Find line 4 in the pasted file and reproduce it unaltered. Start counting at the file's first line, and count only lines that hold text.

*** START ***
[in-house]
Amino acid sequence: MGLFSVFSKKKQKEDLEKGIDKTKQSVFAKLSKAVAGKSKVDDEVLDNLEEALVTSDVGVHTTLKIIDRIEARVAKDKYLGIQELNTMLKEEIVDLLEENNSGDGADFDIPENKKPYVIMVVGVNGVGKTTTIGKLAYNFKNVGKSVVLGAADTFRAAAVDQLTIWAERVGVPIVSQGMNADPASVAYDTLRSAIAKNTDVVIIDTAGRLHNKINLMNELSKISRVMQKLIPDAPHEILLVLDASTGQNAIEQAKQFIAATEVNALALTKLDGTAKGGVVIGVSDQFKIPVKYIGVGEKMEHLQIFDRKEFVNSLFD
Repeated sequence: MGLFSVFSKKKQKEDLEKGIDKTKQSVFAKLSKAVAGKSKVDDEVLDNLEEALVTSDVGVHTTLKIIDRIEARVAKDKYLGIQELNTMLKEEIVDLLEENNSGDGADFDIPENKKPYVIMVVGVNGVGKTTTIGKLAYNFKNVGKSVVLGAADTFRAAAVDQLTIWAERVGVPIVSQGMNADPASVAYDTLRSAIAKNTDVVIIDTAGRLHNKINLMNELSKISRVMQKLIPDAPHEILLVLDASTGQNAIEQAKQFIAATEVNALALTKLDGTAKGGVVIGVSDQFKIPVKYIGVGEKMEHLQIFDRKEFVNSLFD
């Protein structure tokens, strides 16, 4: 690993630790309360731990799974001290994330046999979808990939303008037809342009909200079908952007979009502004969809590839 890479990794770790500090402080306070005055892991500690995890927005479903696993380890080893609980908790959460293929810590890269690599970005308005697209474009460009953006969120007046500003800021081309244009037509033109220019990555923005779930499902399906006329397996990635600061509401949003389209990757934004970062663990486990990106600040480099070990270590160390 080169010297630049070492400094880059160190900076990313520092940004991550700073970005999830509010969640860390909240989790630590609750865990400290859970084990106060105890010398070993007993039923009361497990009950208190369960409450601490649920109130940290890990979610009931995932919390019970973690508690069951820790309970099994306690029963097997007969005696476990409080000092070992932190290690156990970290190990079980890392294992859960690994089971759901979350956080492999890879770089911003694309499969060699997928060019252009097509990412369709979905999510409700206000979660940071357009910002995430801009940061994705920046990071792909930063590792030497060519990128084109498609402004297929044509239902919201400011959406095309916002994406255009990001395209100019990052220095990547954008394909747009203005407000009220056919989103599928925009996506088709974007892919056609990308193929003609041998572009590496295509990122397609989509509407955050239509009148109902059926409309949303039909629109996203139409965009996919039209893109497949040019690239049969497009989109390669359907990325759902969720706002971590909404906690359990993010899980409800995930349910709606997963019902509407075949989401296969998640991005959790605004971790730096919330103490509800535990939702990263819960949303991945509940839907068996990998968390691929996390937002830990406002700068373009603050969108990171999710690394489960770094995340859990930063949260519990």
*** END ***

């Protein structure tokens, strides 16, 4: 690993630790309360731990799974001290994330046999979808990939303008037809342009909200079908952007979009502004969809590839 890479990794770790500090402080306070005055892991500690995890927005479903696993380890080893609980908790959460293929810590890269690599970005308005697209474009460009953006969120007046500003800021081309244009037509033109220019990555923005779930499902399906006329397996990635600061509401949003389209990757934004970062663990486990990106600040480099070990270590160390 080169010297630049070492400094880059160190900076990313520092940004991550700073970005999830509010969640860390909240989790630590609750865990400290859970084990106060105890010398070993007993039923009361497990009950208190369960409450601490649920109130940290890990979610009931995932919390019970973690508690069951820790309970099994306690029963097997007969005696476990409080000092070992932190290690156990970290190990079980890392294992859960690994089971759901979350956080492999890879770089911003694309499969060699997928060019252009097509990412369709979905999510409700206000979660940071357009910002995430801009940061994705920046990071792909930063590792030497060519990128084109498609402004297929044509239902919201400011959406095309916002994406255009990001395209100019990052220095990547954008394909747009203005407000009220056919989103599928925009996506088709974007892919056609990308193929003609041998572009590496295509990122397609989509509407955050239509009148109902059926409309949303039909629109996203139409965009996919039209893109497949040019690239049969497009989109390669359907990325759902969720706002971590909404906690359990993010899980409800995930349910709606997963019902509407075949989401296969998640991005959790605004971790730096919330103490509800535990939702990263819960949303991945509940839907068996990998968390691929996390937002830990406002700068373009603050969108990171999710690394489960770094995340859990930063949260519990």